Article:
GDR: What would you say was the core of the All Stars in 2006? Balance must have been a key, but was it the bats or the arms that got it done for you in the end?

Jamie: My pitching staff was very solid, but I managed to assemble a murderer’s row of bats for my lineup. Many Ramirez was generally batting 7th or 8th, and I had the top total FP hitter at all 4 infield spots, the top OF in Carlos Beltran, and the second best C. Vlad and Manny rounded out the outfield, and Ryan Howard was the DH.

GDR: Did you make any key deals during the course of the season? Or did you stand pat? What about key Free Agent signings?

Jamie: A made one blockbuster deal just after the All Star break, acquiring Albert Pujols, Brian McCann, and Scott Linebrink for Derek Jeter, Paul Konerko, Stephen Drew, and Yovani Gallardo. That trade was key, as it plugged in a hole in the bullpen and at catcher.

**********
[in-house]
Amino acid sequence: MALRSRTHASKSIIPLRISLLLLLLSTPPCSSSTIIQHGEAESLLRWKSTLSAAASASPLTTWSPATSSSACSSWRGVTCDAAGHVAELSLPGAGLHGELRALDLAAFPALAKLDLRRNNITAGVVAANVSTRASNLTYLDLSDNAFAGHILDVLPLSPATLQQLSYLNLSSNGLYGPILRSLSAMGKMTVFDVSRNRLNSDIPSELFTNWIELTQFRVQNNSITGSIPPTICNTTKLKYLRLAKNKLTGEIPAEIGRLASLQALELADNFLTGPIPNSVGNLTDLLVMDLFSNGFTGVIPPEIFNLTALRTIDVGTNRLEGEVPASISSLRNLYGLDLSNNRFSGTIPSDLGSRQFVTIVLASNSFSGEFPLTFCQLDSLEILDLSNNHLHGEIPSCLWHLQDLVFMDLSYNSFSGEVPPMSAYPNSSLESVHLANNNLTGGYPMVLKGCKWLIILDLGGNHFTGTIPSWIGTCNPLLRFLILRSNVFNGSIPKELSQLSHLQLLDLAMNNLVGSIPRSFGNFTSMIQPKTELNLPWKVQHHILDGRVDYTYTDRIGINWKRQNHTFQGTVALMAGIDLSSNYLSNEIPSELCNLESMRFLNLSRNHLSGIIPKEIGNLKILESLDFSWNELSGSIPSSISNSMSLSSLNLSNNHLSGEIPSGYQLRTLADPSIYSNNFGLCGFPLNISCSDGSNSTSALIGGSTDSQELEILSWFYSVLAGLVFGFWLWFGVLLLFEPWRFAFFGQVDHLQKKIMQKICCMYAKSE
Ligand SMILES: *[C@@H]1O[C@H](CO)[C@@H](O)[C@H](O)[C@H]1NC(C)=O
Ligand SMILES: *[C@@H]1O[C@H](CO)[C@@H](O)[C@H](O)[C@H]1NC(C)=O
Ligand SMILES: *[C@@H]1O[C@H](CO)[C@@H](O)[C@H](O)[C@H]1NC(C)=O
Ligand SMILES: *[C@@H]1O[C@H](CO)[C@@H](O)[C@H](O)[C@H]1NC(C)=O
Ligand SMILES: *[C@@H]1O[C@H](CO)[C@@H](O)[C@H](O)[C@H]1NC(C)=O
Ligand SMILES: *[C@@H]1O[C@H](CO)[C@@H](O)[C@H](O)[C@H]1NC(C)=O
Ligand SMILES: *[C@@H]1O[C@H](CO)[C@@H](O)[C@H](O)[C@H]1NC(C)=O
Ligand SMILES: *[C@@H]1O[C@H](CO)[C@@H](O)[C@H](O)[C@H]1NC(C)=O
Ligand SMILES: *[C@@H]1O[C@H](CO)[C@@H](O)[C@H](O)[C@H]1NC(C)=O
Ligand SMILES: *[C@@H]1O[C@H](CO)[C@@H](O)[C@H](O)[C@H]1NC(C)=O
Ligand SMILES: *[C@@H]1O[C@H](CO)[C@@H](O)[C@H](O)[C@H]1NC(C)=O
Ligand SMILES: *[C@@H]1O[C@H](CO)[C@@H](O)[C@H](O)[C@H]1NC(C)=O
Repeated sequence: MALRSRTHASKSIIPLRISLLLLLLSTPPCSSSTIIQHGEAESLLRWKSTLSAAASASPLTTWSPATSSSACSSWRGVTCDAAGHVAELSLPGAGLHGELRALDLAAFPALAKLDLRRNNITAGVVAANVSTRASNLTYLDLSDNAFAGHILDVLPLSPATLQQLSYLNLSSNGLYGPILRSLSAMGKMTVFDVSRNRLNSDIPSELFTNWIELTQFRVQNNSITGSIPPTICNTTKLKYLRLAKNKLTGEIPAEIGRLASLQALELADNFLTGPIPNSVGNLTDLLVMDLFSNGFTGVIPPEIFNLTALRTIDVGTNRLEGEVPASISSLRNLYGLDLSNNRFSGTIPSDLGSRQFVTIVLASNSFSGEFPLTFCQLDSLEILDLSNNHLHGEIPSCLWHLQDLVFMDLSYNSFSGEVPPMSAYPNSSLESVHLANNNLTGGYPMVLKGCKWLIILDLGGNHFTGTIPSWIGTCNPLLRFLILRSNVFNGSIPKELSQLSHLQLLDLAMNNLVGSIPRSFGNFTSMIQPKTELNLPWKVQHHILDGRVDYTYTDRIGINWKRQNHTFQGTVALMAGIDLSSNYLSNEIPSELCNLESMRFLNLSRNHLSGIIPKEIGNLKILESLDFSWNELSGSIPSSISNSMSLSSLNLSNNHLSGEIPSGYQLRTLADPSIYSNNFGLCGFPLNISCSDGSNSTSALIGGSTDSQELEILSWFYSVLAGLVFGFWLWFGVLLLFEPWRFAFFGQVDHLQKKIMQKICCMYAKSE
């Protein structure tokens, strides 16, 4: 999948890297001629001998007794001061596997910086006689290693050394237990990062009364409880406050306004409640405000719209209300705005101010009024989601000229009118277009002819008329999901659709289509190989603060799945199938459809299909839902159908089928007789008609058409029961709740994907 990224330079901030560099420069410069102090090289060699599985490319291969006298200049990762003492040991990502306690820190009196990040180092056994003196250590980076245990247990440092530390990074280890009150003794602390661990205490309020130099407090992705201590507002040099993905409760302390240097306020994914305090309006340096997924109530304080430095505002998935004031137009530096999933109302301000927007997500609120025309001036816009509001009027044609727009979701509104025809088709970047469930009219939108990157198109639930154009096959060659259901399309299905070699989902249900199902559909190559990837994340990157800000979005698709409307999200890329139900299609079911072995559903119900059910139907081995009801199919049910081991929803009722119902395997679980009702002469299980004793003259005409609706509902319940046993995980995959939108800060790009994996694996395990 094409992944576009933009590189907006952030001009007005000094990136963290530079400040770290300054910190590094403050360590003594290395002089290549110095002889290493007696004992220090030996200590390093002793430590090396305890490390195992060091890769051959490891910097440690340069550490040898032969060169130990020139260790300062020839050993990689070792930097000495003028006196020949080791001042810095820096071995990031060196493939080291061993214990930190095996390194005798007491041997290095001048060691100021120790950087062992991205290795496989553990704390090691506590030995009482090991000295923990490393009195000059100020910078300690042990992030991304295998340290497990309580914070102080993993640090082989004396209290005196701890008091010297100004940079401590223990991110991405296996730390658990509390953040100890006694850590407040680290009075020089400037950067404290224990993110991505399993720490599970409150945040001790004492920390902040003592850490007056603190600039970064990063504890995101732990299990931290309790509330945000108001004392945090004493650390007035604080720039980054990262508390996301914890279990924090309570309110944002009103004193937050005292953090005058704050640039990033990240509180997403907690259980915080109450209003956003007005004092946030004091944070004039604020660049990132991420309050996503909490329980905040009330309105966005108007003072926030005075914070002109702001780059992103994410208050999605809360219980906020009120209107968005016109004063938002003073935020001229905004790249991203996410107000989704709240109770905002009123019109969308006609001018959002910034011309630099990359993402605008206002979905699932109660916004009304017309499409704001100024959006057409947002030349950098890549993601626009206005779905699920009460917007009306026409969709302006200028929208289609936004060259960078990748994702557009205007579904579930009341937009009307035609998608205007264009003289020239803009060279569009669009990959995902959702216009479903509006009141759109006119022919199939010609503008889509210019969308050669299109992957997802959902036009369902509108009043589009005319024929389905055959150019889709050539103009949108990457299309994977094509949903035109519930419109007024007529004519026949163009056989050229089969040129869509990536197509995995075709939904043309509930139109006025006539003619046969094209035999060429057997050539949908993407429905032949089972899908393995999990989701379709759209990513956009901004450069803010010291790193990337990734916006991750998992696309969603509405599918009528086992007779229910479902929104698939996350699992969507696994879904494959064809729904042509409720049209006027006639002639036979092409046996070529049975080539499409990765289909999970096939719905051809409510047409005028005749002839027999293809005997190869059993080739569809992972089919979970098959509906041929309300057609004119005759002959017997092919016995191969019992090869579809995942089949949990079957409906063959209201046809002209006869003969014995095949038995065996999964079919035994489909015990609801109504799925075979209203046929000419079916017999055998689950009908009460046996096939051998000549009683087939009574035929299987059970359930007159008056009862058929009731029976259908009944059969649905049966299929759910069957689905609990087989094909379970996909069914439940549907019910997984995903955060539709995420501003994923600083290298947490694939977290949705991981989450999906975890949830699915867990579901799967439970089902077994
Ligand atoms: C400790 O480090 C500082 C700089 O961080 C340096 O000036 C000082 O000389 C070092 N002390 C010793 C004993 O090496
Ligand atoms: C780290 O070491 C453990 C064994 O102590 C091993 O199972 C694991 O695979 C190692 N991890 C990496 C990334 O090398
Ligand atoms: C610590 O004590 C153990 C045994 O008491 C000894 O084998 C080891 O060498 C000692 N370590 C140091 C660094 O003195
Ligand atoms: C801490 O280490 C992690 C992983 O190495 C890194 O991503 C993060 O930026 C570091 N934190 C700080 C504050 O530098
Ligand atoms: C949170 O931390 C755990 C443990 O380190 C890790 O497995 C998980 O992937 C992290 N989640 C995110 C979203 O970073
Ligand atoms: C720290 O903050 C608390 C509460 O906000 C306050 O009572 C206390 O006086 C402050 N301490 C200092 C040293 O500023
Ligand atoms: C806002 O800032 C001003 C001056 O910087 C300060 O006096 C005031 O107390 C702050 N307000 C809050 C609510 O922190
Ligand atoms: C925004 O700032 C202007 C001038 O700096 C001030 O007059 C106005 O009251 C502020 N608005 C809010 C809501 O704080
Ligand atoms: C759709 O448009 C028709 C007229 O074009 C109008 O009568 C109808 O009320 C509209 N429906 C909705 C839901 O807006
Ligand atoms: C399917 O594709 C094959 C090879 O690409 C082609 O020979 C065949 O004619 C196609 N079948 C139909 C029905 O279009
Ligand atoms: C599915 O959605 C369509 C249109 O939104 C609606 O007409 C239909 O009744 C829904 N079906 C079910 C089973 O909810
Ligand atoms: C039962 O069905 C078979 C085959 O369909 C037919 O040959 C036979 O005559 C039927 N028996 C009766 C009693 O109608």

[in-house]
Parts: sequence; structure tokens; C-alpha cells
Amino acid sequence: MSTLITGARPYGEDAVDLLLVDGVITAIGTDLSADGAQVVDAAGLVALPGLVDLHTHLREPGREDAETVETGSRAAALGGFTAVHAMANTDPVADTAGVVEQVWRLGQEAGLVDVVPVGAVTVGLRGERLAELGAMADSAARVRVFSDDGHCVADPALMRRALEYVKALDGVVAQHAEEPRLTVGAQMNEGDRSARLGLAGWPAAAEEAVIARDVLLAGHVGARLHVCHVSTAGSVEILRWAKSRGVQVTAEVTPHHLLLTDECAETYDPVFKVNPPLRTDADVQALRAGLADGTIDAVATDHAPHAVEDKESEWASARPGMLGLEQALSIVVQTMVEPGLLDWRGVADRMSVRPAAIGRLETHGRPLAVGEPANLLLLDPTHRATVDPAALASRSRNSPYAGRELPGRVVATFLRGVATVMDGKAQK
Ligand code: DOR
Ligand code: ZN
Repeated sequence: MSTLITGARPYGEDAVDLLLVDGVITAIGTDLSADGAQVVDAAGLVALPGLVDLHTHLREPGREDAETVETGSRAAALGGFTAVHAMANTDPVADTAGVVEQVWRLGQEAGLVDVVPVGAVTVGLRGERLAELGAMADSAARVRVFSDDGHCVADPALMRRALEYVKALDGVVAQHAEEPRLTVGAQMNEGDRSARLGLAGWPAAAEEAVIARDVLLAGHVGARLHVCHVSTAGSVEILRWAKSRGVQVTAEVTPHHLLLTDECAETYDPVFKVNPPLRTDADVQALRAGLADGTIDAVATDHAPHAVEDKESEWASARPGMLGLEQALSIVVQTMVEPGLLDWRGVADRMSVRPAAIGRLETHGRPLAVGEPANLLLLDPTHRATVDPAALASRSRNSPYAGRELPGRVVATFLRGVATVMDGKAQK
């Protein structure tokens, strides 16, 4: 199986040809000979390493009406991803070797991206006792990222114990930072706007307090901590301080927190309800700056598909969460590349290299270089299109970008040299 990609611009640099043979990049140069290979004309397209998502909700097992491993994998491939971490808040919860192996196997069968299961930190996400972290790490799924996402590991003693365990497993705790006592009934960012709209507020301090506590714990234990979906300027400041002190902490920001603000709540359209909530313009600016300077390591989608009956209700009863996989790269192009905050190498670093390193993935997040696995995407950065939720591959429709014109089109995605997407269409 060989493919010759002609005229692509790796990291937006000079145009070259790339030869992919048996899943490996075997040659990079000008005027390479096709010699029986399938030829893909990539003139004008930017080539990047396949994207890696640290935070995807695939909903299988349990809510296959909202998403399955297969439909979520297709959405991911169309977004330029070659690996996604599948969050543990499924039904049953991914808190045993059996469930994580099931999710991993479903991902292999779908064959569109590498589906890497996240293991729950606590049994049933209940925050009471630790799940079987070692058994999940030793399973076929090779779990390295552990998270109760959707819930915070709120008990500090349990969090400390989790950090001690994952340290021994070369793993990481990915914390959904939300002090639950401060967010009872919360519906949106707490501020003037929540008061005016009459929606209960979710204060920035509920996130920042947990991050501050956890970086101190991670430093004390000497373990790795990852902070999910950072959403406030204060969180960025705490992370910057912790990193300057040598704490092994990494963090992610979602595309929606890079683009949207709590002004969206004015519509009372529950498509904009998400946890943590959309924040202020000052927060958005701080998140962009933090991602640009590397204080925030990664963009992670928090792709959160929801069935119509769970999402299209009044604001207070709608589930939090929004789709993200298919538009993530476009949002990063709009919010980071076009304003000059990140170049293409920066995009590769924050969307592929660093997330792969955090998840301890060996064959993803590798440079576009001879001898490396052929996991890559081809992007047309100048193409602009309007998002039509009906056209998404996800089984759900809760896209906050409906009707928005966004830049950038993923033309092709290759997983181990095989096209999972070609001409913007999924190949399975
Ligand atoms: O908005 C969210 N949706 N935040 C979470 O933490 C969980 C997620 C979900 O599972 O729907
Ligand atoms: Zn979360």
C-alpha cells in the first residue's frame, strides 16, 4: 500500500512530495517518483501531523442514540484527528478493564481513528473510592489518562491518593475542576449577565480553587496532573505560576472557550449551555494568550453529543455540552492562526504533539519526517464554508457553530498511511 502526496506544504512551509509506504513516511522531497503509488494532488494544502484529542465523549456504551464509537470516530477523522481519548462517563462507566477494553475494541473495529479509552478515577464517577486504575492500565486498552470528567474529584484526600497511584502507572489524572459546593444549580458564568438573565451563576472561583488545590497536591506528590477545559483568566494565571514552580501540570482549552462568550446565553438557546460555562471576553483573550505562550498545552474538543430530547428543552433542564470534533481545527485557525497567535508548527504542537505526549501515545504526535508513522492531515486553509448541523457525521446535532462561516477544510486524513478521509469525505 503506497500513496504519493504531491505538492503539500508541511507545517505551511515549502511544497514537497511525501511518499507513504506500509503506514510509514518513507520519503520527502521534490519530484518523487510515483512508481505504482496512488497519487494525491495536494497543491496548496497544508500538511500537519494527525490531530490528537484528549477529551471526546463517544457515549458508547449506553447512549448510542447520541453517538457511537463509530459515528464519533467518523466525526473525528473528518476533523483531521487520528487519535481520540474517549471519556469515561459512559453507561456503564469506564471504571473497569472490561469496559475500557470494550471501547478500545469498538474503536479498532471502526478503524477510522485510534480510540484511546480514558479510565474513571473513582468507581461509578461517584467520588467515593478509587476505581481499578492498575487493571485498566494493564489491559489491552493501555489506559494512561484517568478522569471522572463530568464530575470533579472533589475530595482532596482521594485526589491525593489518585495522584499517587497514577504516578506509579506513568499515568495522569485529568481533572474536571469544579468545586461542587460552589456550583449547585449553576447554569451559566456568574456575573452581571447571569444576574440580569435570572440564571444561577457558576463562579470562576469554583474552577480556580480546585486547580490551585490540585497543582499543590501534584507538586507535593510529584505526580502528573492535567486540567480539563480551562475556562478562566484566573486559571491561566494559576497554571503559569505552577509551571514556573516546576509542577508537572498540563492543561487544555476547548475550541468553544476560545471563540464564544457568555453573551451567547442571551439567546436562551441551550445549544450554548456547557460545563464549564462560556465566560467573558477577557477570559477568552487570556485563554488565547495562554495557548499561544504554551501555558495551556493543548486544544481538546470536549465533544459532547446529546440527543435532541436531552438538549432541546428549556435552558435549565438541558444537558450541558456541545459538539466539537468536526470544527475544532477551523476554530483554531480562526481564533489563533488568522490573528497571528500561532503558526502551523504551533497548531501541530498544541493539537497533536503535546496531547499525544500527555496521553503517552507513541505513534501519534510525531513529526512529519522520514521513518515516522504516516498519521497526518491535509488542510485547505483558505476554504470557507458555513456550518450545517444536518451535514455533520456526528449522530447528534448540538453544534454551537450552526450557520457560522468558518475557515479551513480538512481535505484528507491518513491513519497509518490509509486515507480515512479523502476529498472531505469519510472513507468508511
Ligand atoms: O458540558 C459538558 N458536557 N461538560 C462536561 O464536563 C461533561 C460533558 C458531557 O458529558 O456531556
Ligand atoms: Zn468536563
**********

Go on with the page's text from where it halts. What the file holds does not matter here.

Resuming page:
GDR: Have the All Stars been able to take advantage of the Prospects Draft to date? Any solid prospects in the pipeline that you hope will make a contribution in the near future?

Jamie: Definitely. This is a big part of the game. The original rules for 2005 hurt a lot as I lost Philip Hughes and Brandon Wood from that draft- they were not called up in 2005 or 2006 so I could not sign them to contracts. I traded away Drew and Gallardo to help me for the stretch run last year, and though it hurts to lose their high ceilings and cheap salaries I can’t complain about the way it has worked out. Joel Zumaya, Jeremy Sowers and Hunter Pence are the other key players I’ve acquired in the prospects draft.